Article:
I wanted to approach the curatorial process through a historical and aesthetic reworking of the places. For example Nikolaj Kunsthal, a historical church, was rebaptized as The Temple. For me a church, or in this case, The Temple, stands for meditation, no matter what is the religious orientation. What is particularly interesting in this case is that the venue is located in a middle of a busy shopping district, leaving us two antagonistic activities: consumption and contemplation. For this space, I asked three collectives to work on these aspects, consumption and entertainment. When working on the history and the aesthetics of The Temple, I had several questions in my mind: what are our everyday collective rituals, new forms of cothinking and coproduction?
Overgaden Institut for Samtidskunst was named as The Exchange: in our capitalist society, the exchanged goods can also be immaterial ones – exchanging thoughts and gestures. This is the recreated identity of Overgaden Institut for Samtidskunst, which is a typical post-industrial factory-style warehouse that has been converted into an art center. For this particular place, the idea was to invite artists to collaborate together: to produce a piece together, which would develop into a collective show inside a collective show. When inviting artists I gave them some key words or some sort of a story in the beginning, a fictional basis. That’s to avoid too heavy, thematic shows where we are intended to talk about a specific topic.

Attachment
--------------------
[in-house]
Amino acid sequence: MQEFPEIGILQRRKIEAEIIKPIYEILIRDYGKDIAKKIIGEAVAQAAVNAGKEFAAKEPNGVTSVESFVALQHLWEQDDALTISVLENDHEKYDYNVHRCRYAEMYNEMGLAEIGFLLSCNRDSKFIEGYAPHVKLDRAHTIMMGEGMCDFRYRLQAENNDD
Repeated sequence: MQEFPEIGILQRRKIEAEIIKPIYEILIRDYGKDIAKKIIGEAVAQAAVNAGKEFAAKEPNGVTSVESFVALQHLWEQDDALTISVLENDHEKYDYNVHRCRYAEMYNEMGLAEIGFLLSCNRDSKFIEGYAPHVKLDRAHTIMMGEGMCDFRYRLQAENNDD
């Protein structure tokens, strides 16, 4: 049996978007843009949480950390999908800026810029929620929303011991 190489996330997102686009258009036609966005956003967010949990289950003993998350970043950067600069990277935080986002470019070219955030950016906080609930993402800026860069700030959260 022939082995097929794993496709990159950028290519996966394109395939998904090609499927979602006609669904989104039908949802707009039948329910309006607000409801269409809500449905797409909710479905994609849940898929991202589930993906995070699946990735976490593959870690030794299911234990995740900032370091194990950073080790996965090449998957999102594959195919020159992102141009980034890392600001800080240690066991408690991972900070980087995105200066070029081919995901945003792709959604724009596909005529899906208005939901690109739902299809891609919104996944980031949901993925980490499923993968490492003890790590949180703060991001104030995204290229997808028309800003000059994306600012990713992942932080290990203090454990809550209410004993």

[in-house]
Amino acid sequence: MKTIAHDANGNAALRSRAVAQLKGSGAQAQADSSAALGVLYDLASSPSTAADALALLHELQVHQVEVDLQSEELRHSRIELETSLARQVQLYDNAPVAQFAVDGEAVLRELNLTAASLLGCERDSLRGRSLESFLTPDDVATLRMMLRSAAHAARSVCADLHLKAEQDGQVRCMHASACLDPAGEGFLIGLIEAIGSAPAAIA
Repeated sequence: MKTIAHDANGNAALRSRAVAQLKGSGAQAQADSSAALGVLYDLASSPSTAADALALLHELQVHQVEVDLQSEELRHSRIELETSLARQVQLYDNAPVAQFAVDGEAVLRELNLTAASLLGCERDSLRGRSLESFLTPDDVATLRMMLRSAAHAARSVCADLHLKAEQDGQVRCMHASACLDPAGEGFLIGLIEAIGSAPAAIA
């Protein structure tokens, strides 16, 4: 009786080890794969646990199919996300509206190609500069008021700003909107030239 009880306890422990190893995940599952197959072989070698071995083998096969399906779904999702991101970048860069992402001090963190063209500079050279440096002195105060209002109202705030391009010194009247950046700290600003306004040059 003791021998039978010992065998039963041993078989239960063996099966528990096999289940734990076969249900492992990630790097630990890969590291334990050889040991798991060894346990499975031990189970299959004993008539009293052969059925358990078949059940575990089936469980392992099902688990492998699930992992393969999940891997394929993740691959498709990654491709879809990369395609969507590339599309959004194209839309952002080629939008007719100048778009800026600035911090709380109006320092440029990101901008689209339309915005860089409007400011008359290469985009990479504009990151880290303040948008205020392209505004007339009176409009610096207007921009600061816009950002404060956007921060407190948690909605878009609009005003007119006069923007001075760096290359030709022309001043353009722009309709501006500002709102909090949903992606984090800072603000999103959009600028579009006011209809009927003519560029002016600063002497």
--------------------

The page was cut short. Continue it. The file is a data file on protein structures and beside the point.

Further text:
Then there is The Salon (Kunstforeningen GL STRAND), which is the model image of a bourgeois house. In this exhibition, the idea is to enter in a house where the habitants don’t live anymore. What is left are the objects, a testimony of their past domestic life, which finally become the characters on the stage. There are seven rooms all in all, and for each of them I asked the artists to recreate something reminiscent of an artist studio: the visitor goes from one room to another, where you can find solo shows in a continuous series. It questions the idea of an artist studio today, and as we know, the image of this is quite nomadic today: it is more about the artist’s inner landscape.